Alzheimer’s disease is a brain disorder that cannot be arrested. It is characterized by a continuous decline in thinking, in behavioural and social skills that interferes with a person's ability to function independently. It severely affects memory, thinking, learning and organizing skills and eventually affects a person’s ability to carry out simple daily activities.
Alzheimer's is a degenerative disease that usually starts slowly and gradually becomes worse. It is believed that a combination of lifestyle, genetic and environmental causes are responsible for Alzheimer's disease, over a period of time.
This disease is caused by beta-amyloid and tau, which are brain proteins that disrupt the normal functioning of brain cells. These cells create havoc as they get damaged, lose connections to each other and eventually die.
You could be at a higher risk of getting Alzheimer’s disease due to the following factors:
Forgetting a recent event or conversation may be the first warning that you have Alzheimer’s disease. As the disease grows, your memory will let you down and you will find it laborious to carry out daily tasks.
Signs that you have Alzheimer’s disease:
People with Alzheimer's might forget their loved ones. They might forget how to dress themselves, feed themselves, and use the toilet.
At Medcare, you can get a proper diagnosis of Alzheimer’s by an expert neurologist. The neurologist will commence diagnosis with a lot of questions regarding medications that you take, your personal history, your mental state, family history and illnesses that seem to run in the family.
Tests to measure your problem-solving skills, attention span and retention will help your doctor to understand whether the areas of your brain responsible for learning, memory, thinking, or planning skills have been affected.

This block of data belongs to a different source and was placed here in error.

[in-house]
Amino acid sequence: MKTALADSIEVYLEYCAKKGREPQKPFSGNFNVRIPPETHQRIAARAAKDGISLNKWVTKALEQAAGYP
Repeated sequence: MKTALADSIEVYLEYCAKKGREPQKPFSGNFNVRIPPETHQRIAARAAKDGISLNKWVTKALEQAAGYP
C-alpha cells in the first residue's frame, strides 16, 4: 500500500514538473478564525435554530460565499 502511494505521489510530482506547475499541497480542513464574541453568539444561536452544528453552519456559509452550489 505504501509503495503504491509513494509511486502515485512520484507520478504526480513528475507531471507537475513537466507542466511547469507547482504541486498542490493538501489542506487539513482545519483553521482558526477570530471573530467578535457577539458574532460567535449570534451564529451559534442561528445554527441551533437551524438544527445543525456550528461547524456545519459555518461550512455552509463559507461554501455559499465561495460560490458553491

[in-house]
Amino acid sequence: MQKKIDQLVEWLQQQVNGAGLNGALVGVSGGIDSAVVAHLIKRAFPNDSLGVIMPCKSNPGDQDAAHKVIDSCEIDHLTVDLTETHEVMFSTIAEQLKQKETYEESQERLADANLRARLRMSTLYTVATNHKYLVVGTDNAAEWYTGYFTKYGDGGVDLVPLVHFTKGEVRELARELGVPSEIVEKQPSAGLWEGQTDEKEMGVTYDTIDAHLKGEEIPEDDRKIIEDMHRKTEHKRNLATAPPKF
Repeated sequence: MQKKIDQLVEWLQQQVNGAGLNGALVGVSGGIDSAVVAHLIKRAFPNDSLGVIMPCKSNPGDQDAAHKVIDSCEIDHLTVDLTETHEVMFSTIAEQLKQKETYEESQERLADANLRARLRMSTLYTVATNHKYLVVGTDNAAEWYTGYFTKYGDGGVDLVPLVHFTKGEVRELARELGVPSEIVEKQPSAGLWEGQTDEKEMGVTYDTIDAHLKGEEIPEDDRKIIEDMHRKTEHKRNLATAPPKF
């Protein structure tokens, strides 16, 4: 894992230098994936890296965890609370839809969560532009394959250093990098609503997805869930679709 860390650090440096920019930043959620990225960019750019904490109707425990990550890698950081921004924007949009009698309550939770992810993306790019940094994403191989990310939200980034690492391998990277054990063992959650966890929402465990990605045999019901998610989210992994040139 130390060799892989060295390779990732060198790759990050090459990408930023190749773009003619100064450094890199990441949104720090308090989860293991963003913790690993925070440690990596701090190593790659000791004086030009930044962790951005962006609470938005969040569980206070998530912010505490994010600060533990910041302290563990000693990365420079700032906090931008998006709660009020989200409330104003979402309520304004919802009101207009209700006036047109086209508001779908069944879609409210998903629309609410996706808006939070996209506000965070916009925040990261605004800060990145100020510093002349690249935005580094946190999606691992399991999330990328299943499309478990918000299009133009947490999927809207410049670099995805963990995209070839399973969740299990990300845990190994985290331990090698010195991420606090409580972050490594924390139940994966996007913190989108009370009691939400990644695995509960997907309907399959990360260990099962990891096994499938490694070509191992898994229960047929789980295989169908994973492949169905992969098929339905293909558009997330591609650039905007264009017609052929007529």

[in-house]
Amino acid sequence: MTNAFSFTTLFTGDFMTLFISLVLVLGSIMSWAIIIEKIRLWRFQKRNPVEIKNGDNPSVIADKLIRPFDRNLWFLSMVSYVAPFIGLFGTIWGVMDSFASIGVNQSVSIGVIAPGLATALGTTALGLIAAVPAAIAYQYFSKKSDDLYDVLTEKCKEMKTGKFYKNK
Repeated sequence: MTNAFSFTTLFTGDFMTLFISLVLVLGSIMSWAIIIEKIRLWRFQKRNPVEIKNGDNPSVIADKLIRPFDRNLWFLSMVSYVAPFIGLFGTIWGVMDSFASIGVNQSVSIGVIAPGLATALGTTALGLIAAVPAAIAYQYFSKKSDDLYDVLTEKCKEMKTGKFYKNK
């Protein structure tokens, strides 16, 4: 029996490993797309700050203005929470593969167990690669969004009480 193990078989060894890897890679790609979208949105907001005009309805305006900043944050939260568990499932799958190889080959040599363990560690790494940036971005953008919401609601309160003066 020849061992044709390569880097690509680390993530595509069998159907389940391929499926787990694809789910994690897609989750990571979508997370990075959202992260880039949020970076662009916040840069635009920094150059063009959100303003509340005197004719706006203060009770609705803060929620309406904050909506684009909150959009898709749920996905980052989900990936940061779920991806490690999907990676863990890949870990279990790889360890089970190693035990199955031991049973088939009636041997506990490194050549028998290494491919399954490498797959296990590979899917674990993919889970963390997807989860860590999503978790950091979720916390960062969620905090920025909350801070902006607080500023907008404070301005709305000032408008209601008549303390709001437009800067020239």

Some other tests are:
Neurology specialists at Medcare will recommend an Alzheimer’s disease treatment plan to help you cope with this disorder. Per se, there’s no cure for Alzheimer’s disease. However, there are medicines that can slow down its progress. Since Alzheimer’s modifies the behaviour of the person, resulting in mood swings, there are medicines that can alleviate these symptoms.
Some medicines that may be prescribed by our specialists:
A: Alzheimer's, is a degenerative disease that usually starts slowly and gradually becomes worse as brain tissue breaks down over time. It starts with memory loss, degenerating into an inability to do daily tasks, feeling confused and lost, difficulty in having conversations, unable to recognise people, mood swings and finally social withdrawal.
A: There is no treatment that cures Alzheimer's disease or alters the disease process in the brain. However, there are medicines which alleviate the symptoms to a great extent.
A: Alzheimer's disease is not a preventable condition. Heart-healthy lifestyle choices of food, exercise and weight may reduce the risk of Alzheimer's. Taking part in social events, and in activities that require mental alertness like reading, drawing, painting, dancing, playing board games or playing an instrument seem to have a positive effect on symptoms associated with Alzheimer's disease.
A: Late-stage Alzheimer’s patients may not recognize feelings of hunger or thirst and may have trouble swallowing. They may also lose interest in food due to depression. Also, eating on their own, handling a spoon or a cup may become more and more difficult with each passing day. To help your father, speak to your doctor and see whether any medication is needed for his appetite.
Prepare nutritious meals, and serve smaller meals at regular intervals. Try to keep a happy and calm ambience during mealtimes, and keep your father company as far as possible. Don’t force him to eat. Offer some food that he can pick up himself and eat, such as cucumber slices. Encourage your father to do some physical activity, such as walking, that will make him hungry.